Chapman takes equally good care of himself. He exercises every morning in his sleeper, doesn’t drink coffee and doesn’t smoke. Six months ago, he learned his cholesterol was 257. Since beginning a regimen of eating oatmeal for breakfast and Subway sandwiches at other meals, it’s dropped 40 points. “There’s only one of me,” he says. “If I don’t take care, who will?”
Good health helps Chapman keep up with his six grandchildren: his daughter Rhonda’s three blond girls and son Garrett’s three redheaded boys. Because neither of his children has an interest in trucking – Rhonda is a schoolteacher and Garrett a manager with Lee & Wrangler – Chapman worries about the future of the company he’s built. He hopes to live long enough to see one of his grandsons get into trucking. “But they’d have to love it,” he says.
What Chapman enjoys most about trucking is his freedom to see the world. Even when he tells of his worst trips – like the time he got stuck in a cabover for three days in a blizzard in Sioux City, S.D., or when a tornado totaled his brand-new rig east of Amarillo, Texas – his love of trucking comes through. “All my life, it’s been my desire,” he says. “I don’t drive to make a living. I drive because I love trucks.”
While his career has taken many twists and turns, his formula for success remains simple: “I’m blessed with good health. I’m halfway intelligent, and I have the will and desire to succeed.” He looks back on 50 years with the pride that comes from knowing he’s done his best. He says, in the words of his beloved Dale Earnhardt: “I’ll let my record speak for itself.”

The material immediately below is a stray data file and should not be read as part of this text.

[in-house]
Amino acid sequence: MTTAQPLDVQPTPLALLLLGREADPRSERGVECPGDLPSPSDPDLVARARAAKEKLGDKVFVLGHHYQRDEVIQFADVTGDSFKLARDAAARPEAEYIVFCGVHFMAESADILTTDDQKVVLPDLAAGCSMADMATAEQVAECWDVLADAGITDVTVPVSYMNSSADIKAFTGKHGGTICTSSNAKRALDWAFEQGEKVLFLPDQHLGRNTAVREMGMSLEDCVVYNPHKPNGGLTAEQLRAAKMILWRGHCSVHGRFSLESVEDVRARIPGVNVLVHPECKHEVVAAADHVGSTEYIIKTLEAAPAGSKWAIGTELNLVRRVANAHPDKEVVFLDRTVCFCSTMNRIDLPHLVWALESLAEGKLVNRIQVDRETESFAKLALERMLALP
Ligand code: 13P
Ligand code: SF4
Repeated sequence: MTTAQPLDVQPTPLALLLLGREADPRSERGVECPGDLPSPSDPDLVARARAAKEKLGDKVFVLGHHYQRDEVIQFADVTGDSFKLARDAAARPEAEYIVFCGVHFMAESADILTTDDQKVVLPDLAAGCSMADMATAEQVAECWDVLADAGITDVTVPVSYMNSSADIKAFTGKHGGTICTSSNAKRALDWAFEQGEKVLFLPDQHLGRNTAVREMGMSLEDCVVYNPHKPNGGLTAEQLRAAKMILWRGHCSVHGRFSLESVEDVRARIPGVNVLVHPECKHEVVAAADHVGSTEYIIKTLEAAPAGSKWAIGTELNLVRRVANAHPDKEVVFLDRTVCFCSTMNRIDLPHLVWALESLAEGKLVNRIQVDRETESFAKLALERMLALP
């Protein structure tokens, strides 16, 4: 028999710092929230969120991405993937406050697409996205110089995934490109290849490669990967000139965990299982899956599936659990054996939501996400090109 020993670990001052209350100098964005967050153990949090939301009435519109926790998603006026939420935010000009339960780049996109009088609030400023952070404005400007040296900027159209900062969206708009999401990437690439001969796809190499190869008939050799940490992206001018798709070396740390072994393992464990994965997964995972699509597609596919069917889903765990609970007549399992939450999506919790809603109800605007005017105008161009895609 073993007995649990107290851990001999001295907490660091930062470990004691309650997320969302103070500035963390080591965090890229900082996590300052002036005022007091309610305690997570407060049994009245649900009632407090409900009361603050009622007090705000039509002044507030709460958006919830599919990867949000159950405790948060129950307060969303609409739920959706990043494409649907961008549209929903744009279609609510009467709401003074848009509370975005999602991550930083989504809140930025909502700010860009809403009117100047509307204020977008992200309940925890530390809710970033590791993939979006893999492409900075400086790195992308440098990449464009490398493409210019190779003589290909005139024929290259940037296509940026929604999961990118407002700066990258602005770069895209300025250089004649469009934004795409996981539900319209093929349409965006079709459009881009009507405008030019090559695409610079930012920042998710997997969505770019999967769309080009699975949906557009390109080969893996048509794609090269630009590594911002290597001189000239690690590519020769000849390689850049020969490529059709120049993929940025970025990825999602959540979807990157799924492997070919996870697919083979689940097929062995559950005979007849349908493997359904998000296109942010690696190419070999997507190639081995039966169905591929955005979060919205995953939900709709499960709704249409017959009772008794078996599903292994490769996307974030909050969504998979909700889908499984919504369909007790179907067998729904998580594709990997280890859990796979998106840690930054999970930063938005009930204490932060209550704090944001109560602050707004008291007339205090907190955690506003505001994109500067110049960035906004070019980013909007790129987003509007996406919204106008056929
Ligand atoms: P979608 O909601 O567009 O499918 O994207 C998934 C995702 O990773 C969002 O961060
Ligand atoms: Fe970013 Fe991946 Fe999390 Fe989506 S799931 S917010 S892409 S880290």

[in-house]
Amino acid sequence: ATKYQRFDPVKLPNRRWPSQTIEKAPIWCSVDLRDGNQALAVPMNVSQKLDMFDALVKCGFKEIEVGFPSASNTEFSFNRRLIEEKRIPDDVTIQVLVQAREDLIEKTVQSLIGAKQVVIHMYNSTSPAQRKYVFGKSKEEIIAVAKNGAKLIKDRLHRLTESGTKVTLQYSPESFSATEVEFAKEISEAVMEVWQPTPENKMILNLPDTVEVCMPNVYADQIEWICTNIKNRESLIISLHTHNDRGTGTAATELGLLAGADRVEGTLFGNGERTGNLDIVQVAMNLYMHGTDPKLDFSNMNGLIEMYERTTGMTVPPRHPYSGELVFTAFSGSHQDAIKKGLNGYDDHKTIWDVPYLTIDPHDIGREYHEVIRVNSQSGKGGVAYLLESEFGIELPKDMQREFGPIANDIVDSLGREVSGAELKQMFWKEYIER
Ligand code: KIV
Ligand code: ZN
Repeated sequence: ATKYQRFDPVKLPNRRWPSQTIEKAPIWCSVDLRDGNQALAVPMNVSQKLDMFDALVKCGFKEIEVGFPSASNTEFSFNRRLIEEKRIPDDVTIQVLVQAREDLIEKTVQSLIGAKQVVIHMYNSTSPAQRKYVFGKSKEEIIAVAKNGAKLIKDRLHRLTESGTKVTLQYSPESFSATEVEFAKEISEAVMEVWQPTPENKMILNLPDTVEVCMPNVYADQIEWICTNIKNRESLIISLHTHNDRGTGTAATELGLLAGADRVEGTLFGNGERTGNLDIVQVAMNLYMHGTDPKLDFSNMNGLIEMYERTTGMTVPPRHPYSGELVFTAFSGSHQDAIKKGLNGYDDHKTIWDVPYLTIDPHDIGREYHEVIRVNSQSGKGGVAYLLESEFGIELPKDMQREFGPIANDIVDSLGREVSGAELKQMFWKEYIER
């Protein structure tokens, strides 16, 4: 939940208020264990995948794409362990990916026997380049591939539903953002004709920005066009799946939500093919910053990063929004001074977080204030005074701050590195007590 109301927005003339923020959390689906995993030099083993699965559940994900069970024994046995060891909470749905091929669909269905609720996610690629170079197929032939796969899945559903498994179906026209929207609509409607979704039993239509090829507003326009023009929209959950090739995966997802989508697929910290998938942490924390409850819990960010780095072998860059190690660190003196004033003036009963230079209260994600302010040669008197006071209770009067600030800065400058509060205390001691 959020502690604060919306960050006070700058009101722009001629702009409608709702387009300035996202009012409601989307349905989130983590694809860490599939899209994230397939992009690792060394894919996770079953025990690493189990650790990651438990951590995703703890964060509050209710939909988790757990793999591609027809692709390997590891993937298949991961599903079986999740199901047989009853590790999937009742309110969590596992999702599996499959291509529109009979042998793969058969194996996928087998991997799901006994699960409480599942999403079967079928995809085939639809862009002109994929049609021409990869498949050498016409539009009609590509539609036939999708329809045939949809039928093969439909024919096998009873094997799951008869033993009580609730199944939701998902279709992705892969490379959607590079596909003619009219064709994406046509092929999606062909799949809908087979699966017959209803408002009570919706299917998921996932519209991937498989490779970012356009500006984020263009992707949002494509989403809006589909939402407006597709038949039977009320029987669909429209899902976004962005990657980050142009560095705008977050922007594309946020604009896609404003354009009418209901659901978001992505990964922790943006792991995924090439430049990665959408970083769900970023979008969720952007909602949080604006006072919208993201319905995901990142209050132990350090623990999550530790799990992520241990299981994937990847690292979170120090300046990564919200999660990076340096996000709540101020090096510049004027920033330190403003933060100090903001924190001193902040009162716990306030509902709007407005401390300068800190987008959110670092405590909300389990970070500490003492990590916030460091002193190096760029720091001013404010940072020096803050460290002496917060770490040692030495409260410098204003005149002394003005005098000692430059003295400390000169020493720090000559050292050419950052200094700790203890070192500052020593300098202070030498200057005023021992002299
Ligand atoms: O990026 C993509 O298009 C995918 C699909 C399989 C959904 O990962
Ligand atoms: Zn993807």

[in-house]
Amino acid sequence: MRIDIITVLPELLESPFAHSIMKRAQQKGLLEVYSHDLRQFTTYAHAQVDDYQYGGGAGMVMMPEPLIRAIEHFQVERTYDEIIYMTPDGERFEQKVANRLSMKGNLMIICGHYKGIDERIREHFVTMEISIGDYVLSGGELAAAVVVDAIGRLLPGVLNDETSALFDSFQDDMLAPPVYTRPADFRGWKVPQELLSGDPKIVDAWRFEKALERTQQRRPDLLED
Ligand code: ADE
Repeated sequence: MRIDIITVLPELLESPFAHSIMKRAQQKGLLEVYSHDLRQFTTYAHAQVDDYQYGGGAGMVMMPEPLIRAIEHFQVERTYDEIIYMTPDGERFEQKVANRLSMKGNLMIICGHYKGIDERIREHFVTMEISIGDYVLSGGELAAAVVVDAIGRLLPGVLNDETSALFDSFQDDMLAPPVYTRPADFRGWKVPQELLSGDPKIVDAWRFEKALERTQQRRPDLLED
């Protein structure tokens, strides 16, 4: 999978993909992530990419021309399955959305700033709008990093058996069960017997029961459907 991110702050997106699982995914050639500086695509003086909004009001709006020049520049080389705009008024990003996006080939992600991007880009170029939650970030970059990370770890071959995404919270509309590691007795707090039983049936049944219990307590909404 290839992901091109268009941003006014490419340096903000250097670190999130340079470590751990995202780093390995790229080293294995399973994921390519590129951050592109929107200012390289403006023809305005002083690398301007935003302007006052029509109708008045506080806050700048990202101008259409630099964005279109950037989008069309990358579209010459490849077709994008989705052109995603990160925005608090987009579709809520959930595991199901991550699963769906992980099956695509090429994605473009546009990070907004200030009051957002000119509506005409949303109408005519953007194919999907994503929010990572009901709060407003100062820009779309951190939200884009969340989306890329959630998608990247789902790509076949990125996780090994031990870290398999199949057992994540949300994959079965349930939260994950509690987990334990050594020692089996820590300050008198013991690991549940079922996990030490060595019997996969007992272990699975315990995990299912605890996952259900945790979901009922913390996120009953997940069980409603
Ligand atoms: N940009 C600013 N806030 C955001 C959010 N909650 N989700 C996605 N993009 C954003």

SEVEN HABITS OF HIGHLY EFFECTIVE TRUCKERS
Through 50 years of trucking, Overdrive’s 2005 Trucker of the Year has been an example of how to be a good businessman as well as a safe, professional trucker. Ted Chapman, his driver Roger Gordon and Curtis Shelton, the owner-operator who is leased to him, have 100 years of driving among them and have never been charged with an accident.
“One of the many things I have learned from Ted over the past 30 years is the difference between a driver and a professional driver,” Gordon says. “A driver is a person who gets behind the wheel and goes without thought of how he treats his equipment. A professional driver is a person who gets behind the wheel and knows the exact condition of the tractor and trailer at all times.”
Chapman has instilled in his drivers the importance of respecting yourself, your equipment and other truckers. He advises his drivers and other owner-operators to:
Chapman also believes in taking good care of those who have helped fuel his success. Shelton and Gordon have been with him for decades, he says, because he treats them like family. “You can’t mistreat a driver and expect him to stay with you,” he says.
Gordon agrees. “Through the years Ted has not only been my boss, but also my friend,” he says. “He has helped me and other drivers many times, with many things.”
As the 2005 Trucker of the Year, Ted Chapman will receive:
The American Postal Workers Union, which represents U.S. Postal Service ...